In Search of Info: Recipients of the Order of the German Eagle (Verdienstorden vom Deutschen Adler)

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TomD
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In Search of Info: Recipients of the Order of the German Eagle (Verdienstorden vom Deutschen Adler)

Post by TomD » 02 Jul 2022 05:53

I am trying to solve a mystery...

I'm writing an article about a Swedish diplomat to the Middle East who received the Order of the German Eagle (Verdienstorden vom Deutschen Adler) from the Third Reich. I've got a lot of information about his life and activities, but the biggest mystery remains: WHY did he receive this medal from the Nazis?

I've been able to find general comments on the award itself (e.g. that it was often given to foreign, Nazi-sympathetic diplomats). I am hoping, however, to find a source describing *specifically* why this Swede received the medal. There MUST be a description in German, somewhere, explaining his "achievements"-- perhaps in a Nazi-published encyclopedia of honorees, or a newspaper article covering the award ceremony, or simply a German history book.

I would be profoundly grateful for any leads you may be able to offer. The diplomat's name is GUNNAR JARRING (sometimes called by his full name, GUNNAR VALFRID JARRING).

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hambubger
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Re: In Search of Info: Recipients of the Order of the German Eagle (Verdienstorden vom Deutschen Adler)

Post by hambubger » 02 Jul 2022 07:27

Here's an excerpt from the below link regarding Gunnar Jarring:

http://www.tobiashubinette.se/asianist.pdf

"Among other classical Swedish Orientalists, one of the most respected ones on an international level is the recently deceased Gunnar Jarring (1907 – 2003), a Central Asianist, professor of Turkology at Lund University and the former Swedish ambassador to the United Nations. In the election of 1936, Jarring was a parliamentary candidate for the Fascist Swedish National League party,(24) and in 1942 he was bestowed with the swastika-adorned Order of the German Eagle for his loyal service as an agent in the pro German Swedish military intelligence. (25) In Jarring’s bibliography, published on his seventieth birthday, articles from his Nazi past had been completely erased, although the Tabula gratulatoria contains many old party comrades from his time in the Swedish National League. (26)

In one of the “missing” Nazi articles from 1936, Jarring wrote about Kashmir as a country where “the pure Aryan still lives on with all the characters of his race,” as he, like the other Nazi Orientalists, located the Urheimat of the Indo-European Urvolk somewhere in Northern India, Central Asia, and Tibet.(27)"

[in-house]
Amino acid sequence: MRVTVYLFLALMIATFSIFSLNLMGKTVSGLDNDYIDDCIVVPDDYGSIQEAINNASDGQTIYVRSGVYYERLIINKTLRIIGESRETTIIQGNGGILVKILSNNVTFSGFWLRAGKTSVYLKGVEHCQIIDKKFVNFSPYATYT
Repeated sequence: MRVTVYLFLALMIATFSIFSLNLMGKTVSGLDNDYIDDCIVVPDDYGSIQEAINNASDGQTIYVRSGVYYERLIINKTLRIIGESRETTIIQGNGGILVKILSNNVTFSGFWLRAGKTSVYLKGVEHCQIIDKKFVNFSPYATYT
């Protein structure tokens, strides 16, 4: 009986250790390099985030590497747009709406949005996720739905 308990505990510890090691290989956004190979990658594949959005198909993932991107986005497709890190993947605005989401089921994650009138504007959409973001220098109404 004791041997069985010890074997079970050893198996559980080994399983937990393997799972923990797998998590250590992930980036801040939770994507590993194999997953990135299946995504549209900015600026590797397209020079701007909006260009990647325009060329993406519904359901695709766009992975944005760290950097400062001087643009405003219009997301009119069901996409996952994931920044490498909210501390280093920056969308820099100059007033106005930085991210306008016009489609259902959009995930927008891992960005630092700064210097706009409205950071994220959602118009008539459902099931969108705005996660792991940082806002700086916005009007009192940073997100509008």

Interesting read. Sounds like some of the "Urheimat" research he did was inspired by the Thule Society. I haven't seen more specific info on his German Eagle award, aside from the general description above.

Here's one of the specific sources on it, but I haven't gotten access to it. "On the Swedish military intelligence during World War II, see Maj Wechselmann, Debruna förbindelserna (The Brown Connections) (Stockholm: Ordfront, 1995)." Given that articles specifically from his Nazi connections were erased, it'll be hard to find out more info. Perhaps there'd be sources in Swedish.
"History doesn't repeat itself, but it often rhymes." – Mark Twain.

TomD
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Joined: 02 Jul 2022 05:45
Location: America

Re: In Search of Info: Recipients of the Order of the German Eagle (Verdienstorden vom Deutschen Adler)

Post by TomD » 02 Jul 2022 08:21

Thank you so much for your time and research into this! I have been in touch with T. Hubinette, who kindly sent me some sources in Swedish. These were enormously helpful sources for understanding Jarring's ideology and early work, but unfortunately I have not yet been able to find a primary source in Swedish or English confirming that Jarring's service in military intelligence (for the "C Bureau") was actually the reason he received his award from the Reich. It's not clear to me, I'm afraid, how Hubinette actually made that connection, especially since Jarring had other connections to far-right movements as well (he was a political candidate for a Nazi-sympathetic party in the 30s, for example).

The source Hubinette cites here does not clarify that point, unfortunately. I suspect a German source might be more direct: a line or two on the award ceremony in a German newspaper, for example, clarifying specifically what Jarring was being honored for.

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